I moved away from Blogger and Wordpress almost a couple of years ago, because I needed a simpler platform that let me blog, curate, post images, video’s in the simplest, least time consuming way both from a desktop and a mobile.
So I ended with Tumblr.
However, the cleanliness and simplicity of Dropplets impressed me.
Take a look here. Pretty neat.
Very close in look and feel to Svbtle, which i love because of its invitation only community feature and extreme high quality of writers.
You can download the latest version of Dropplets on GitHub and then extract the downloaded zip file.
With Dropplets, you have to write your posts offline (using the text or Markdown editor of your choice) in Markdown format. Here’s a handy syntax guide if you need a little help with your Markdown skills. All posts for Dropplets MUST be composed using the following format:
# Your Post Title - Post Author Name (e.g. "Dropplets") - Post Author Twitter Handle (e.g. "dropplets") - Publish Date in YYYY/MM/DD Format (e.g. "2013/04/28") - Post Category (e.g. "Random Thoughts") - Post Status (e.g. "published" or "draft") Your post text starts here.
Check out all the other documentation here on GitHub.
Ben Thomson recollects a personal experience from a talk show and gives an amazing write up on Jony Ive’s philosophy of Design down at Stratechery
One of the things that’s interesting about design [is that] there’s a danger, particularly in this industry, to focus on product attributes that are easy to talk about. You go back 10 years, and people wanted to talk about product attributes that you could measure with a number. So they would talk about hard drive size, because it was incontrovertible that 10 was a bigger number than 5, and maybe in the case of hard drives that’s a good thing. Or you could talk about price because there’s a number there.
But there are a lot of product attributes that don’t have those sorts of measures. Product attributes that are more emotive and less tangible. But they’re really important. There’s a lot of stuff that’s really important that you can’t distill down to a number. And I think one of the things with design is that when you look at an object you make many many decisions about it, not consciously, and I think one of the jobs of a designer is that you’re very sensitive to trying to understand what goes on between seeing something and filling out your perception of it. You know we all can look at the same object, but we will all perceive it in a very unique way. It means something different to each of us. Part of the job of a designer is to try to understand what happens between physically seeing something and interpreting it.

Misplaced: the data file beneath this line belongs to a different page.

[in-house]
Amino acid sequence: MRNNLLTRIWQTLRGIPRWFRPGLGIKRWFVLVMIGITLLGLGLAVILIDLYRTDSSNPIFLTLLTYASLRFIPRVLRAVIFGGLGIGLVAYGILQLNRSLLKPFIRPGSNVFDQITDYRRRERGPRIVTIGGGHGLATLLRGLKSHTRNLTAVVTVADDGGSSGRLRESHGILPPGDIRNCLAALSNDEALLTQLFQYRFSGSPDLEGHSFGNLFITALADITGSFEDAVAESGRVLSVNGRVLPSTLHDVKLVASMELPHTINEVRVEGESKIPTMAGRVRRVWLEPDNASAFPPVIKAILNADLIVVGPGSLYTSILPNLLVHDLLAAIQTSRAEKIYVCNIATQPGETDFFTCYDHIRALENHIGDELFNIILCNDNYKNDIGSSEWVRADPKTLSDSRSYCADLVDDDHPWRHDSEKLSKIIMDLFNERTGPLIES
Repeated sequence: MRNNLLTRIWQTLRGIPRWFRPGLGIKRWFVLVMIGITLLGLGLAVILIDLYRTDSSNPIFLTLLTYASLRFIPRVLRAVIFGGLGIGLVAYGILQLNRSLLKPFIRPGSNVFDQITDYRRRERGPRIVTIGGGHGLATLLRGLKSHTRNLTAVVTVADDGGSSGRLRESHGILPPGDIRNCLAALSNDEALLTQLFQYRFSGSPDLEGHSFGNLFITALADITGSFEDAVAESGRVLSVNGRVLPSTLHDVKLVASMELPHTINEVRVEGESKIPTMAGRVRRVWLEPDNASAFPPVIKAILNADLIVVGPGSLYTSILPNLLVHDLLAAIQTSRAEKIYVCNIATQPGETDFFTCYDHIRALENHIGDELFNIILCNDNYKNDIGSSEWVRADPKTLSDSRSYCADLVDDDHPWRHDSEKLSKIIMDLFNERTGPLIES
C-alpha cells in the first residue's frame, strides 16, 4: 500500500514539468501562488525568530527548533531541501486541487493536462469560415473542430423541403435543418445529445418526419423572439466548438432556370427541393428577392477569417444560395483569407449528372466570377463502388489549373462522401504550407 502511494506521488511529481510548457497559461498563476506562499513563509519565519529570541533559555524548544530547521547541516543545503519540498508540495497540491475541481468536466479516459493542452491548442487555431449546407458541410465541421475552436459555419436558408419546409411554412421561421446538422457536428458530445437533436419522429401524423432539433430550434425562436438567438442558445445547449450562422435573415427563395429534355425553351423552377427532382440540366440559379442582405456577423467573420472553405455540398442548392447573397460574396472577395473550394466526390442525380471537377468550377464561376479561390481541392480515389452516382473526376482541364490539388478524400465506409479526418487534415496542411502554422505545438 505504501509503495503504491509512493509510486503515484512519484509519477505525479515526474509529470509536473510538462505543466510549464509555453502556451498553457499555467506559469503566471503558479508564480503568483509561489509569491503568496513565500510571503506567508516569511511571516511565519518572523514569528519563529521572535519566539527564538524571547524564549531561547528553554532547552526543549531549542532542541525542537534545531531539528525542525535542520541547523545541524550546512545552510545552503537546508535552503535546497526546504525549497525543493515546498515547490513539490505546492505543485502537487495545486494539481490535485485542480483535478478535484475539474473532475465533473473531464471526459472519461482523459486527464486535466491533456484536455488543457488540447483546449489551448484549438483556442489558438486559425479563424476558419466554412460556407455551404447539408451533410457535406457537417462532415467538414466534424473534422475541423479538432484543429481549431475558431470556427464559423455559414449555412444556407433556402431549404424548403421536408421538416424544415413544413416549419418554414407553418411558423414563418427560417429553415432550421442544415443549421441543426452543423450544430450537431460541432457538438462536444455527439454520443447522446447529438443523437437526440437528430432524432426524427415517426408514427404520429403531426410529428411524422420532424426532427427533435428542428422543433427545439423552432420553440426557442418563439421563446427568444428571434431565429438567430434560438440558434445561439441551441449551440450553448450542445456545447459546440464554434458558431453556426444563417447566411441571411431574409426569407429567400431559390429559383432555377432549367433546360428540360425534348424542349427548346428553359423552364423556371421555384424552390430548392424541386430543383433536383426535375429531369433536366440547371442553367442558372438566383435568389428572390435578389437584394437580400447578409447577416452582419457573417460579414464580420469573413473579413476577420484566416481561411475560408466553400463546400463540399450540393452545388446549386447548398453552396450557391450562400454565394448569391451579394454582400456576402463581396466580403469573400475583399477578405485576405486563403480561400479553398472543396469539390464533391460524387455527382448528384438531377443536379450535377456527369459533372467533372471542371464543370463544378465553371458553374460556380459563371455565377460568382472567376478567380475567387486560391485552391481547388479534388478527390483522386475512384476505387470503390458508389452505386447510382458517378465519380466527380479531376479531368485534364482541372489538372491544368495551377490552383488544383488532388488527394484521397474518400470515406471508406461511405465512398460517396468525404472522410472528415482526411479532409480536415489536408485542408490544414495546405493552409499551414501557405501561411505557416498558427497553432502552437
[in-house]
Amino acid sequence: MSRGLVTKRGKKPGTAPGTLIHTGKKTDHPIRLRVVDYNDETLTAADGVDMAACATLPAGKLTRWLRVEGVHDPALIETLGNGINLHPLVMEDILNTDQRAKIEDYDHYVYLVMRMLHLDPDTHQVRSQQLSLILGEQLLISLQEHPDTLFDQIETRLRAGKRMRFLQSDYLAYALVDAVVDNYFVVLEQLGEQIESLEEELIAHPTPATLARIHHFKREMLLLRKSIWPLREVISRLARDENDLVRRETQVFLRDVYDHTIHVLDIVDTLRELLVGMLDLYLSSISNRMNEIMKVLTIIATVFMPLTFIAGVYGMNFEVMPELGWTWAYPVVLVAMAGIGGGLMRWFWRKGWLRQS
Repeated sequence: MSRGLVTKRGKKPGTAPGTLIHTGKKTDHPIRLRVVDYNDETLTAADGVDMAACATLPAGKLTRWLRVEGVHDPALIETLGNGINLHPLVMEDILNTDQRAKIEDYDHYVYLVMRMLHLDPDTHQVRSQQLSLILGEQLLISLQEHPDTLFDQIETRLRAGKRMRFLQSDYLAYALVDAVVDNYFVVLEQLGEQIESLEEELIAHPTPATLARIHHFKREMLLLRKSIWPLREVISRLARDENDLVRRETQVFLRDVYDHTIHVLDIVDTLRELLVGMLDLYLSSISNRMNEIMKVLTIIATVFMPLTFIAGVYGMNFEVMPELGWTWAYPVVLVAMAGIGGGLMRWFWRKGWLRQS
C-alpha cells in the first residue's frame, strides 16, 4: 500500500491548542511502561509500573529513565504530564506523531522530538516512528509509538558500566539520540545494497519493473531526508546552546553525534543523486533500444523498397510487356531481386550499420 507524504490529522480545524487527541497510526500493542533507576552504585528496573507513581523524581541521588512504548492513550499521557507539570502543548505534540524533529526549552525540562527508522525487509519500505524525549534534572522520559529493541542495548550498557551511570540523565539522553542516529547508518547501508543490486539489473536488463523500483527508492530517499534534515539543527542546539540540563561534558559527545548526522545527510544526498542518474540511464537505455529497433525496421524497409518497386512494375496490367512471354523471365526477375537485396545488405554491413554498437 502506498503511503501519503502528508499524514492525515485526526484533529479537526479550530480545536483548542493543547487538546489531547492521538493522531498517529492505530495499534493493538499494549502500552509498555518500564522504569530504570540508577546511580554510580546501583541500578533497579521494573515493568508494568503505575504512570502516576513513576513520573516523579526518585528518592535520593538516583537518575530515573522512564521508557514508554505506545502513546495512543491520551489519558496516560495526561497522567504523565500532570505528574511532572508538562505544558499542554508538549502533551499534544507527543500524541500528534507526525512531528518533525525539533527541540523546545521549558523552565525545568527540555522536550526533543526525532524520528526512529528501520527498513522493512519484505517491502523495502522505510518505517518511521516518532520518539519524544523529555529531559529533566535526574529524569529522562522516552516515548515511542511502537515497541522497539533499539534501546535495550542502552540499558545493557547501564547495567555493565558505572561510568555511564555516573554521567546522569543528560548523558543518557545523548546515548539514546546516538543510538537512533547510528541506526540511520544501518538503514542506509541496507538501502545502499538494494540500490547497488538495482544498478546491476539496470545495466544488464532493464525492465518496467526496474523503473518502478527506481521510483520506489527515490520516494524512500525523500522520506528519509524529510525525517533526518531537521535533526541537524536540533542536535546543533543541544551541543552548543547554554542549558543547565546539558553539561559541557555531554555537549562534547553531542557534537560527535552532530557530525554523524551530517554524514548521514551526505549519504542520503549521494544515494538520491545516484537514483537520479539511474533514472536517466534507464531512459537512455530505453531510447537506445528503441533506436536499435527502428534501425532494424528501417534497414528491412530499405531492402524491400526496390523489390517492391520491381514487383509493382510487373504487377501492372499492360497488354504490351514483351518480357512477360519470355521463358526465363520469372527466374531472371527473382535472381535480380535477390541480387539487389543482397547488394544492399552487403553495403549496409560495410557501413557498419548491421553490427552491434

I think that sort of striving for simplicity is not a style. It’s an approach and a philosophy. I think it’s about authenticity and being honest. Not just taking something crappy and styling the outside in an arbitrary disconnected way.
Yes. I know. It’s all about Google Glass these days anywhere on the web.
But it does create a sense of being overawed, to know that IBM predicted the hardware design of what looks very similar to Google Glass as early as in 1999.
Yes. You got that.
14. Years. Ago
For web designers out there, this would be an interesting place to spend some time.
LivIcons is a project dedicated to animated icons with the power of scalable vector graphics.
You can download the entire set from Code Canyon here.
Some features worth mentioning are
Wonderful feature story by Ron Nixon in the NY Times on the US Postal Service’s data conversion operators, a techie title for someone who deciphers unreadable addresses.
You should read it here.
It envelopes you with a sense of nostalgia and a sense of loss, as in September, the post office plans to close one of its two remaining centers where workers try to read the scribble on envelopes and address labels that machines cannot. Compare it with the fact that at one time, there were 55 plants around the country where addresses rejected by machines were guessed at by workers aided with special software to get the mail where it was intended.
It’s an amazing story of human will to go to any length to solve a problem and slowly losing relevance to automation taking over human processing capabilities.
Read through -
“Over the years, the Postal Service has become the world leader in optical character recognition — software capable of reading computer-generated lettering and handwriting — sinking millions of dollars into equipment that can read nearly 98 percent of all hand-addressed mail and 99.5 percent of machine-addressed pieces.
That was not always the case. In the beginning, people sorted mail. As the volume and variety increased, the post office turned to automation. But the machines could read only about 35 percent of the mail at first and had trouble with handwritten addresses. So the Postal Service set up the centers, using people to supplement the scanners. At the height of the program, in 1997, the centers processed 19 billion images annually, about 10 percent of all mail at the time, the post office said.
In the last year, this center, and the one in Wichita, Kan., that will close in September, deciphered just 2.4 billion images, or a mere 1.5 percent of the mail, the post office said.”
Kudos. You Guys.
Source: The New York Times